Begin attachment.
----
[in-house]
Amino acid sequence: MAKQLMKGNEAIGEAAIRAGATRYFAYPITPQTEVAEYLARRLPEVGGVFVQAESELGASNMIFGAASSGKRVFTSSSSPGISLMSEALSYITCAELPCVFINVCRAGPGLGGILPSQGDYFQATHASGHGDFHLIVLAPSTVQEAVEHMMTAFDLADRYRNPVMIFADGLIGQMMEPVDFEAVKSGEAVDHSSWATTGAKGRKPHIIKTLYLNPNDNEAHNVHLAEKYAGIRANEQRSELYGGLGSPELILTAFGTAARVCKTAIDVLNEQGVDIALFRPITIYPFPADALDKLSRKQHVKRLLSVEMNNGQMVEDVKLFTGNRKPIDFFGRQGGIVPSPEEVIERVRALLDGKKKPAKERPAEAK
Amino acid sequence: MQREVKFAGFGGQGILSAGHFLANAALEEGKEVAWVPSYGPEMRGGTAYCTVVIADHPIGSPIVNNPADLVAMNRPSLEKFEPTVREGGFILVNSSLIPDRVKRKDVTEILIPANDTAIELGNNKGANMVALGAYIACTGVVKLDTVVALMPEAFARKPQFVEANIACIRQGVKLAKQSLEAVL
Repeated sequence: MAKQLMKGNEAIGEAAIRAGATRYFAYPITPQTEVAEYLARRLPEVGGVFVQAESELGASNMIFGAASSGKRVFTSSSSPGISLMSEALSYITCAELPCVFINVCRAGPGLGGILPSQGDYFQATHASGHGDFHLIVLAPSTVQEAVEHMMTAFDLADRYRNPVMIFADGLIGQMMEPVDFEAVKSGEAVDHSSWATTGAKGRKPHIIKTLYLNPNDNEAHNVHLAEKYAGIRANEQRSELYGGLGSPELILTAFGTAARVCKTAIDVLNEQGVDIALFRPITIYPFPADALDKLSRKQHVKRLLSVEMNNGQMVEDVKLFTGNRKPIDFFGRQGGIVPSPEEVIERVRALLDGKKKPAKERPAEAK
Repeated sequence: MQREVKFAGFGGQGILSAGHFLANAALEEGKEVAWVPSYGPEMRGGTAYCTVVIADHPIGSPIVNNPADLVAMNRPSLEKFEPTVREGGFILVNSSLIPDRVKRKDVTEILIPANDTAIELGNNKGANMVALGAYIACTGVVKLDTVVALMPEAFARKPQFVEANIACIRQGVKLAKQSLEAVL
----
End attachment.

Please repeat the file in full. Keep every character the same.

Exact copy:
[in-house]
Amino acid sequence: MAKQLMKGNEAIGEAAIRAGATRYFAYPITPQTEVAEYLARRLPEVGGVFVQAESELGASNMIFGAASSGKRVFTSSSSPGISLMSEALSYITCAELPCVFINVCRAGPGLGGILPSQGDYFQATHASGHGDFHLIVLAPSTVQEAVEHMMTAFDLADRYRNPVMIFADGLIGQMMEPVDFEAVKSGEAVDHSSWATTGAKGRKPHIIKTLYLNPNDNEAHNVHLAEKYAGIRANEQRSELYGGLGSPELILTAFGTAARVCKTAIDVLNEQGVDIALFRPITIYPFPADALDKLSRKQHVKRLLSVEMNNGQMVEDVKLFTGNRKPIDFFGRQGGIVPSPEEVIERVRALLDGKKKPAKERPAEAK
Amino acid sequence: MQREVKFAGFGGQGILSAGHFLANAALEEGKEVAWVPSYGPEMRGGTAYCTVVIADHPIGSPIVNNPADLVAMNRPSLEKFEPTVREGGFILVNSSLIPDRVKRKDVTEILIPANDTAIELGNNKGANMVALGAYIACTGVVKLDTVVALMPEAFARKPQFVEANIACIRQGVKLAKQSLEAVL
Repeated sequence: MAKQLMKGNEAIGEAAIRAGATRYFAYPITPQTEVAEYLARRLPEVGGVFVQAESELGASNMIFGAASSGKRVFTSSSSPGISLMSEALSYITCAELPCVFINVCRAGPGLGGILPSQGDYFQATHASGHGDFHLIVLAPSTVQEAVEHMMTAFDLADRYRNPVMIFADGLIGQMMEPVDFEAVKSGEAVDHSSWATTGAKGRKPHIIKTLYLNPNDNEAHNVHLAEKYAGIRANEQRSELYGGLGSPELILTAFGTAARVCKTAIDVLNEQGVDIALFRPITIYPFPADALDKLSRKQHVKRLLSVEMNNGQMVEDVKLFTGNRKPIDFFGRQGGIVPSPEEVIERVRALLDGKKKPAKERPAEAK
Repeated sequence: MQREVKFAGFGGQGILSAGHFLANAALEEGKEVAWVPSYGPEMRGGTAYCTVVIADHPIGSPIVNNPADLVAMNRPSLEKFEPTVREGGFILVNSSLIPDRVKRKDVTEILIPANDTAIELGNNKGANMVALGAYIACTGVVKLDTVVALMPEAFARKPQFVEANIACIRQGVKLAKQSLEAVL